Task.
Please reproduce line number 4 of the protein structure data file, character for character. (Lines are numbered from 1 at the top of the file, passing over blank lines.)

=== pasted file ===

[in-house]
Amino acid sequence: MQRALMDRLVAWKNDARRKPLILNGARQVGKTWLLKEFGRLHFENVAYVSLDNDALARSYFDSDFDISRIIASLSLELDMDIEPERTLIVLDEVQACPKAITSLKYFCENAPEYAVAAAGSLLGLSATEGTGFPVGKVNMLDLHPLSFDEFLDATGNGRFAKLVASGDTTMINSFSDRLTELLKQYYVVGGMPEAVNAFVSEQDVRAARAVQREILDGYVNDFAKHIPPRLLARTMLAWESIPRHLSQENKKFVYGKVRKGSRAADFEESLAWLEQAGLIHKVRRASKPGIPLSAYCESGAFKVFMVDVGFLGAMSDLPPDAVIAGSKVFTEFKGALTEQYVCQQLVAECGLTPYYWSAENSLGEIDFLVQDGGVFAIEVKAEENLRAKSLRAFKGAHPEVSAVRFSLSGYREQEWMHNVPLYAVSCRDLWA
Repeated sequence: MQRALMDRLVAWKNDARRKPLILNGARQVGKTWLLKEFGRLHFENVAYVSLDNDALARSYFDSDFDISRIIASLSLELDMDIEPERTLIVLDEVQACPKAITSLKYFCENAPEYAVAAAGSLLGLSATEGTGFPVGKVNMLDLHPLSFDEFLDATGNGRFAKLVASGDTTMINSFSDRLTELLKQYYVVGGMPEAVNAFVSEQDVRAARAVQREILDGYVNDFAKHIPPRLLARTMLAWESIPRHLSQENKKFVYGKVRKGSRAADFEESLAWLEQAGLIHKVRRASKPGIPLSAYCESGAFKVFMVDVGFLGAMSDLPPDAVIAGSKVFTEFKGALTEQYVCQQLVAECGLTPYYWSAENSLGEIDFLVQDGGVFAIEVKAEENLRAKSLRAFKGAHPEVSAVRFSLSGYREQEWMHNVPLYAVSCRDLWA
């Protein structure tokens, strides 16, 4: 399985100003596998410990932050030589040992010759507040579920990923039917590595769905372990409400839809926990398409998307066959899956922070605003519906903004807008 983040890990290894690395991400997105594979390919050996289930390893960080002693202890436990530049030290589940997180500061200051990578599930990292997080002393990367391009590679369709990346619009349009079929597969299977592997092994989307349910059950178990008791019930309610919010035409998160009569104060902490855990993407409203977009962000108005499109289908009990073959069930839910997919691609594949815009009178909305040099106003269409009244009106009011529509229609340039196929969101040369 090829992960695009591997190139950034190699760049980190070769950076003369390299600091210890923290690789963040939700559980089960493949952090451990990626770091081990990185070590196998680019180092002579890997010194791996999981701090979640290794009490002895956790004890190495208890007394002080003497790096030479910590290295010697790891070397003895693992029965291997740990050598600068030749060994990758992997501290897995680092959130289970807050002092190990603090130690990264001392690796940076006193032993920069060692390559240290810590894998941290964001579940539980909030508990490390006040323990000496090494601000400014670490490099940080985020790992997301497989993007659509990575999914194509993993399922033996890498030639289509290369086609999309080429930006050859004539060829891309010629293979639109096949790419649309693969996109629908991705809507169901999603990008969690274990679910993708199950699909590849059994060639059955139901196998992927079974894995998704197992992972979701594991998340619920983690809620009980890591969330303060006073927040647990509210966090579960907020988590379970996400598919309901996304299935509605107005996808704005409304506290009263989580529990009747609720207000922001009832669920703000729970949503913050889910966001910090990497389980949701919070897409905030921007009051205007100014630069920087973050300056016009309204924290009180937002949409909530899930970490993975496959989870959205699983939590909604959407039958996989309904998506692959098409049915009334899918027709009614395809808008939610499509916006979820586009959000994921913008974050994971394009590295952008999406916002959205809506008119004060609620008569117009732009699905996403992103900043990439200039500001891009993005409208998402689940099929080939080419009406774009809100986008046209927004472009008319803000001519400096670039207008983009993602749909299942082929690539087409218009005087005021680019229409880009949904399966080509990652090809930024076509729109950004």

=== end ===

């Protein structure tokens, strides 16, 4: 399985100003596998410990932050030589040992010759507040579920990923039917590595769905372990409400839809926990398409998307066959899956922070605003519906903004807008 983040890990290894690395991400997105594979390919050996289930390893960080002693202890436990530049030290589940997180500061200051990578599930990292997080002393990367391009590679369709990346619009349009079929597969299977592997092994989307349910059950178990008791019930309610919010035409998160009569104060902490855990993407409203977009962000108005499109289908009990073959069930839910997919691609594949815009009178909305040099106003269409009244009106009011529509229609340039196929969101040369 090829992960695009591997190139950034190699760049980190070769950076003369390299600091210890923290690789963040939700559980089960493949952090451990990626770091081990990185070590196998680019180092002579890997010194791996999981701090979640290794009490002895956790004890190495208890007394002080003497790096030479910590290295010697790891070397003895693992029965291997740990050598600068030749060994990758992997501290897995680092959130289970807050002092190990603090130690990264001392690796940076006193032993920069060692390559240290810590894998941290964001579940539980909030508990490390006040323990000496090494601000400014670490490099940080985020790992997301497989993007659509990575999914194509993993399922033996890498030639289509290369086609999309080429930006050859004539060829891309010629293979639109096949790419649309693969996109629908991705809507169901999603990008969690274990679910993708199950699909590849059994060639059955139901196998992927079974894995998704197992992972979701594991998340619920983690809620009980890591969330303060006073927040647990509210966090579960907020988590379970996400598919309901996304299935509605107005996808704005409304506290009263989580529990009747609720207000922001009832669920703000729970949503913050889910966001910090990497389980949701919070897409905030921007009051205007100014630069920087973050300056016009309204924290009180937002949409909530899930970490993975496959989870959205699983939590909604959407039958996989309904998506692959098409049915009334899918027709009614395809808008939610499509916006979820586009959000994921913008974050994971394009590295952008999406916002959205809506008119004060609620008569117009732009699905996403992103900043990439200039500001891009993005409208998402689940099929080939080419009406774009809100986008046209927004472009008319803000001519400096670039207008983009993602749909299942082929690539087409218009005087005021680019229409880009949904399966080509990652090809930024076509729109950004």